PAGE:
The Cathedral Church of Saint Peter and Saint Paul in the City and Diocese of Washington, known as the Washington National Cathedral, is an Episcopal cathedral in Washington D.C., the capital of the United States. It is a listed monument on the National Register of Historic Places and the designated “National House of Prayer” of the United States. In 2007, it was voted one of the three most beautiful buildings in the United States in a survey by the American Institute of Architects.
The pulpit was carved out of stones from Canterbury Cathedral; Glastonbury Abbey provided stone for the bishop’s cathedra, his formal seat. The high altar is made from the ledge of rick in which Christ’s sepulchre was hewn.
There are other works of art including over two hundred stained glass windows, the most familiar of which may be the Space Window, honoring man’s landing on the Moon, which includes a fragment of lunar rock at its center. Most of the decorative elements have Christian symbolism, in reference to the church’s Episcopalian roots, but the cathedral is filled with memorials to persons or events of national significance; statues of Washington and Lincoln, state seals embedded in the mosaic floor of the narthex, state flags that hang along the nave, stained glass commemorating events like the Lewis and Clark expedition.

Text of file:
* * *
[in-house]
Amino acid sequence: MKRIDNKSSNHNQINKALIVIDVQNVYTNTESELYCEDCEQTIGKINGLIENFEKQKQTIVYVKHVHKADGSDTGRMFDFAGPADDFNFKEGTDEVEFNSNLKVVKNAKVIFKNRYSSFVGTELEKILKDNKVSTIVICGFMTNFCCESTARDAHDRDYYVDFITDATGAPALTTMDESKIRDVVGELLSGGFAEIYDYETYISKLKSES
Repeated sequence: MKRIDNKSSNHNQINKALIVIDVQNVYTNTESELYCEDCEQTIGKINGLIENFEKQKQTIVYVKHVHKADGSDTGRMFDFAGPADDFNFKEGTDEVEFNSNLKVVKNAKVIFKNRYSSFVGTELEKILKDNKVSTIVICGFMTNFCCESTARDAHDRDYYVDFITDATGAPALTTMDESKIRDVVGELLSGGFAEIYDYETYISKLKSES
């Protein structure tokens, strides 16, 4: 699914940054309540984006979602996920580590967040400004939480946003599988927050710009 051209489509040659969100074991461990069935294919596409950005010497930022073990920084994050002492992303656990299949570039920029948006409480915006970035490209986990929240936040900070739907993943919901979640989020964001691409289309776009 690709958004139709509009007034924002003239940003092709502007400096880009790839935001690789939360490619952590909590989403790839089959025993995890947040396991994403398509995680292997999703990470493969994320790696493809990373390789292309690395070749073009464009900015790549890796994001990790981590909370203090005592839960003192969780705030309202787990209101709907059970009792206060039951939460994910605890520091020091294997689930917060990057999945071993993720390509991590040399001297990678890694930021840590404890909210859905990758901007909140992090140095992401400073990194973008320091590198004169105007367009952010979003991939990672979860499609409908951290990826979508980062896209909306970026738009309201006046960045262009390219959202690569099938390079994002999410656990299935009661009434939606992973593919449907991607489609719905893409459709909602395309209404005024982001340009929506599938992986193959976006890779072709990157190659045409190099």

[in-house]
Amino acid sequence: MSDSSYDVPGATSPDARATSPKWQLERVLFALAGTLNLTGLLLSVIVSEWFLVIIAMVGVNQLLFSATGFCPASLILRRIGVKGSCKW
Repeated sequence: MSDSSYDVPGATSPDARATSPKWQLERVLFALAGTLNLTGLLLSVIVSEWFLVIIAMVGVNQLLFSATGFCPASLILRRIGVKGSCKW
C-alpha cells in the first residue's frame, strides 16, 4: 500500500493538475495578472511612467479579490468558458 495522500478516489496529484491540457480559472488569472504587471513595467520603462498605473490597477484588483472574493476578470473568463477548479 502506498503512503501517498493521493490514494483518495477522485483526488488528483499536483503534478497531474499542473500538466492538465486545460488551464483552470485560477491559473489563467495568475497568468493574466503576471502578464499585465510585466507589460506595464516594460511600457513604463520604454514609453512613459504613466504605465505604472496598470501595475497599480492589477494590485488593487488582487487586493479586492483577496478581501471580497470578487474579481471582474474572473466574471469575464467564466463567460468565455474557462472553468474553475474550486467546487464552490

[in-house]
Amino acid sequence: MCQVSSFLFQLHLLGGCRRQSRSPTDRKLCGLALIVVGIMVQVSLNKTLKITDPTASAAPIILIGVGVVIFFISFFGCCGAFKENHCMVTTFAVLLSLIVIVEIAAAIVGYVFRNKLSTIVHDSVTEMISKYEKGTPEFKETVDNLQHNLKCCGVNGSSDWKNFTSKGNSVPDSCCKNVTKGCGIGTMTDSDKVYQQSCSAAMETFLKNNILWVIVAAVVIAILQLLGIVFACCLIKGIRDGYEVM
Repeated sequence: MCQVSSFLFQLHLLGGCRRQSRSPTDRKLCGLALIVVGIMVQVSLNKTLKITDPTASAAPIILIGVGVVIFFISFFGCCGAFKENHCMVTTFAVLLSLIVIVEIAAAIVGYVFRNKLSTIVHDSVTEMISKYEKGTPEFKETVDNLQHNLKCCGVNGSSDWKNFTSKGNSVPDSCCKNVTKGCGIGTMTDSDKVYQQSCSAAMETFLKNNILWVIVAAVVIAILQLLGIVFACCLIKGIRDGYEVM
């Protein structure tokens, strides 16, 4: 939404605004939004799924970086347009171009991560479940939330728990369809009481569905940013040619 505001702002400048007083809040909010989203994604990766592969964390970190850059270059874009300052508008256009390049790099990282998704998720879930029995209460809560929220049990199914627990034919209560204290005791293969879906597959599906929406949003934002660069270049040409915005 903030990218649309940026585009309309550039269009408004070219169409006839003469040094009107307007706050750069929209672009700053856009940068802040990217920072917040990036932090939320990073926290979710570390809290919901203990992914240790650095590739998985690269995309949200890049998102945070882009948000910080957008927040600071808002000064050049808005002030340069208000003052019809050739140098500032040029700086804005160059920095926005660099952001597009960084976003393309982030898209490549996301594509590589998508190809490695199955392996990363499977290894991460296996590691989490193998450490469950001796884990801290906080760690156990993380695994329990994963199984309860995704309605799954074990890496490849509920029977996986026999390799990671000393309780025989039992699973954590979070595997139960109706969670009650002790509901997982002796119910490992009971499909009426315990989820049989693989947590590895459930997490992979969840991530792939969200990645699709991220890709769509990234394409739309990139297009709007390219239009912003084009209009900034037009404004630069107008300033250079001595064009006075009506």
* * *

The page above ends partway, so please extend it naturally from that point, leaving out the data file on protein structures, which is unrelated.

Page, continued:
Interesting Facts and Figures:
* The Cathedral was completed eighty-three years to the day after it was begun (September 29, 1907 – September 29, 1990).
* The Cathedral nave, from the marble floor to the vaulting, is ten stories high.
* The central tower is 676 feet above sea level, making its top the highest point in the District of Columbia.
* The Cathedral weighs 150,000 tons.
* The north rose window is the Cathedral’s largest stained glass window at 26 feet in diameter.
* Washington National Cathedral is the sixth largest in the world and the second largest in the U.S.
* The Cathedral has a staff of 200, as well as more than 1,100 volunteers.
* There are 110 gargoyles on the Cathedral.
* There are 215 stained glass windows in the Cathedral.
* There are 10,650 pipes in the great organ.
* The exterior of the Cathedral is almost the length of two football fields.
* The main exhibition case of the Rare Book Library occasionally displays the Cathedral’s first edition of the King James Bible, printed in London in 1611. This Bible belonged to Henry, Prince of Wales, the eldest son of King James.
* On March 31, 1968, the Rev. Dr. Martin Luther King, Jr., preached his last Sunday sermon at the Cathedral. A memorial service for King was held in the Cathedral five days later.
* More than 150 people are interred in the Cathedral, including Woodrow Wilson and Helen Keller.